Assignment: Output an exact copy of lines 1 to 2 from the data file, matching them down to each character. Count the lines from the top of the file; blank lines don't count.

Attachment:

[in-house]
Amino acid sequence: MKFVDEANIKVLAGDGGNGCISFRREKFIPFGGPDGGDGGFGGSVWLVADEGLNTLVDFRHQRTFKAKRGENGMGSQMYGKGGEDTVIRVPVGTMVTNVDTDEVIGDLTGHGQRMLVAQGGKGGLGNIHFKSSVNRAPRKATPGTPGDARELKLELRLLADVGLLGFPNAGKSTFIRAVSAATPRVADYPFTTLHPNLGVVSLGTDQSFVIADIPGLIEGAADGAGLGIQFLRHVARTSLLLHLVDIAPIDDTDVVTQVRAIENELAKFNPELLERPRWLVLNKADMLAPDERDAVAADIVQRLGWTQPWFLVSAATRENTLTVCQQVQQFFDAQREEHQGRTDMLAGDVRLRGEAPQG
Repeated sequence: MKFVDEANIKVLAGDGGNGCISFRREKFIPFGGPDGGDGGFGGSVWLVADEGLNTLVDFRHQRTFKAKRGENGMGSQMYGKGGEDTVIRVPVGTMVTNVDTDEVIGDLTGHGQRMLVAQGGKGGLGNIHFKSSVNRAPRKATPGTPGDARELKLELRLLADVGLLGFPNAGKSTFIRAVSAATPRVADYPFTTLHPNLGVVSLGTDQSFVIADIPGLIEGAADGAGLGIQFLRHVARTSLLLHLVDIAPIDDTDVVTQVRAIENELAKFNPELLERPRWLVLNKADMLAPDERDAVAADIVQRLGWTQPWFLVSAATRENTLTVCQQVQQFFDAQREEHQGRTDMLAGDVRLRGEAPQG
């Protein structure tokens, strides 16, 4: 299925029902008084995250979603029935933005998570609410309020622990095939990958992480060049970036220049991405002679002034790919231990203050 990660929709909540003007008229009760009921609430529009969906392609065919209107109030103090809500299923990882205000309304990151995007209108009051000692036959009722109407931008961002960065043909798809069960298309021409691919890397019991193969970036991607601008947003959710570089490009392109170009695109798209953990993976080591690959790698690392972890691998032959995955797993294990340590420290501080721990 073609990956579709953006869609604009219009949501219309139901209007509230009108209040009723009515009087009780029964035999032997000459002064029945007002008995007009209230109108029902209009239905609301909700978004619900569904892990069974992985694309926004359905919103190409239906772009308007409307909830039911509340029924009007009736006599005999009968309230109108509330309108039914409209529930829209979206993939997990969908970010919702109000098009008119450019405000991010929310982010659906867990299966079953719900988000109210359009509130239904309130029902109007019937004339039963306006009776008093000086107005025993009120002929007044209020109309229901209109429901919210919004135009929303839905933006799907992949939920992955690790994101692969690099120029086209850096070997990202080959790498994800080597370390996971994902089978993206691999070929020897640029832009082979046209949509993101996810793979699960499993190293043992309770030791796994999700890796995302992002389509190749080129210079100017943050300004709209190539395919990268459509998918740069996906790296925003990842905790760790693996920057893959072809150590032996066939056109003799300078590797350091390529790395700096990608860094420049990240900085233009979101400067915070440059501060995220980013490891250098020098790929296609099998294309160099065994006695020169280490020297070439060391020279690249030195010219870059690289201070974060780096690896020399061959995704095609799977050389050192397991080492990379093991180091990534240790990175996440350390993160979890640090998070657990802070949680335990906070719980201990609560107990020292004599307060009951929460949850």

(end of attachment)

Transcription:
[in-house]
Amino acid sequence: MKFVDEANIKVLAGDGGNGCISFRREKFIPFGGPDGGDGGFGGSVWLVADEGLNTLVDFRHQRTFKAKRGENGMGSQMYGKGGEDTVIRVPVGTMVTNVDTDEVIGDLTGHGQRMLVAQGGKGGLGNIHFKSSVNRAPRKATPGTPGDARELKLELRLLADVGLLGFPNAGKSTFIRAVSAATPRVADYPFTTLHPNLGVVSLGTDQSFVIADIPGLIEGAADGAGLGIQFLRHVARTSLLLHLVDIAPIDDTDVVTQVRAIENELAKFNPELLERPRWLVLNKADMLAPDERDAVAADIVQRLGWTQPWFLVSAATRENTLTVCQQVQQFFDAQREEHQGRTDMLAGDVRLRGEAPQG